Remote or long-term memory - Long-term memory is a vast store of knowledge and a record of prior events, and it exists according to all theoretical views; it would be difficult to deny that each normal person has at his or her command a rich, although not flawless or complete, set of long-term memories.

What can cause the types of forgetfulness?

Unfortunately, many people think that forgetfulness is the first sign of Alzheimer’s disease. Thankfully, minor episodes like the above mentioned do not necessarily lead to serious memory problems or a terminal disease like Alzheimer’s.  It can also be a sign of more serious memory problems, such as Pseudodementia, mild cognitive impairment or dementia.


Some memory problems are related to health issues that may be treatable. For example, medication side effects, vitamin B12 deficiency, chronic alcoholism, tumors or infections in the brain or blood clots in the brain can cause memory loss or possibly dementia. Some thyroid, kidney, or liver disorders also can lead to memory loss. A doctor should treat serious medical conditions like these as soon as possible.

Pseudodementia - Emotional problems, such as stress, anxiety, or depression, can make a person more forgetful and can be mistaken for dementia. For instance, someone who has recently retired or who is coping with the death of a spouse, relative, or friend may feel sad, lonely, worried, or bored. Trying to deal with these life changes leaves some people confused or forgetful.

Dementia - Dementia is the loss of thinking, memory, and reasoning skills to such an extent that it seriously affects a person’s ability to carry out daily activities. Dementia is not a disease itself but a group of symptoms caused by certain diseases or conditions such as Alzheimer’s. People with dementia lose their mental abilities at different rates.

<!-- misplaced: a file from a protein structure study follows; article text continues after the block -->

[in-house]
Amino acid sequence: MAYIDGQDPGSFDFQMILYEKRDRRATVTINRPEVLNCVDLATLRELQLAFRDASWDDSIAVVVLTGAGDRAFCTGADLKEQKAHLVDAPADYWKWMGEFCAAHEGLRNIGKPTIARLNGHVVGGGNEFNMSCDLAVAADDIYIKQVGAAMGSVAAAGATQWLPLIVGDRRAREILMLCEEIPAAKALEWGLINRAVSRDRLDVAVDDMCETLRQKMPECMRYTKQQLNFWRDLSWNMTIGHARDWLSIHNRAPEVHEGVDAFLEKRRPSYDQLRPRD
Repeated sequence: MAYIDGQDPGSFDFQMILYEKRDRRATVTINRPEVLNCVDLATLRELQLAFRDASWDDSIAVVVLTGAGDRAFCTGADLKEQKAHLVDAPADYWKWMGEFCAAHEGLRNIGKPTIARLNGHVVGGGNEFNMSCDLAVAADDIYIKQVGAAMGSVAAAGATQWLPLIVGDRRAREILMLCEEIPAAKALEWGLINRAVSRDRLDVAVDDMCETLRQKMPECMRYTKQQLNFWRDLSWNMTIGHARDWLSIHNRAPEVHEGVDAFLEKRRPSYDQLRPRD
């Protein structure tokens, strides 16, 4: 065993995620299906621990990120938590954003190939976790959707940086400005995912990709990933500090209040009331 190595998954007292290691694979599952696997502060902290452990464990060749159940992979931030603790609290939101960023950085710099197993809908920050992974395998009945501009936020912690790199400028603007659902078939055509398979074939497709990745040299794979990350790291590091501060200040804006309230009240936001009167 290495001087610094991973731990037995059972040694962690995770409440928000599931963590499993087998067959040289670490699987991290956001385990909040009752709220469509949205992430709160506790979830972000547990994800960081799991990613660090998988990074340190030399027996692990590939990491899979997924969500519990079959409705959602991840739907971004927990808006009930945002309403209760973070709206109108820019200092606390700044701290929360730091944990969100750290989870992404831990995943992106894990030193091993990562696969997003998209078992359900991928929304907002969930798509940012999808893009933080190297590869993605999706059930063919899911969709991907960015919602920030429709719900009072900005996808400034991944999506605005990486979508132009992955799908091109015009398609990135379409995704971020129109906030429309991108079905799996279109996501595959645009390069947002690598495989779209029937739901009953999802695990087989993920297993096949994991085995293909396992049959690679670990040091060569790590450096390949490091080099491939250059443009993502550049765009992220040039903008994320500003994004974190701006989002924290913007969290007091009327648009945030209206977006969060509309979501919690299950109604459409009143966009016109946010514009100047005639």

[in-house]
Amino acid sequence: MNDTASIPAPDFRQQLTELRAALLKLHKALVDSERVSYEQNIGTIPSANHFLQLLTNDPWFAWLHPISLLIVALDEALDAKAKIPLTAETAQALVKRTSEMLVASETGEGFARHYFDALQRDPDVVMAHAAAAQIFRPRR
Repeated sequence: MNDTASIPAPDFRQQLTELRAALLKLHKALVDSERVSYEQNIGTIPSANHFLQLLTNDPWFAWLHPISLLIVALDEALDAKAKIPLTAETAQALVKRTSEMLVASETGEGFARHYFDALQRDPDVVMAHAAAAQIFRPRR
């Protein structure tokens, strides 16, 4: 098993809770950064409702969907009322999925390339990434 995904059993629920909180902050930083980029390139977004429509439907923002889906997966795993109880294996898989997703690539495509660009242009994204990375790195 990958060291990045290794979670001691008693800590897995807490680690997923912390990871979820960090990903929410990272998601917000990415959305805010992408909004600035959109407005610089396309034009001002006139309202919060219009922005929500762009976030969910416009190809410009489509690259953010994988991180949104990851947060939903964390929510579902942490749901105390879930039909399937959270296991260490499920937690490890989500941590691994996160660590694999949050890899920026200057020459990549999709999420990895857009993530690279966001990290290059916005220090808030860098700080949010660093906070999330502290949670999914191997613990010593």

Mild Cognitive Impairment (MCI) - signs of MCI include losing things often, forgetting to go to important events and appointments, and having trouble coming up with desired words. Family and friends may notice memory lapses, and the person with MCI may worry about losing his or her memory. These worries may prompt the person to see a doctor for diagnosis.


What needs to be done to avoid Dementia?

If you’re concerned that you or someone you know has a serious memory problem, talk with your doctor. He or she may be able to diagnose the problem or refer you to a neurologist. People with dementia should take steps to prevent further strokes. These steps include controlling high blood pressure, monitoring and treating high cholesterol and diabetes, and not smoking.


Family members and friends can help people in the early stages of dementia to continue their daily routines, physical activities, and social contacts. People with dementia should be kept up to date about the details of their lives, such as the time of day, where they live, and what is happening at home or in the world.


(The Author is Neurosurgeon and Managing Director – IBS Hospital, New Delhi)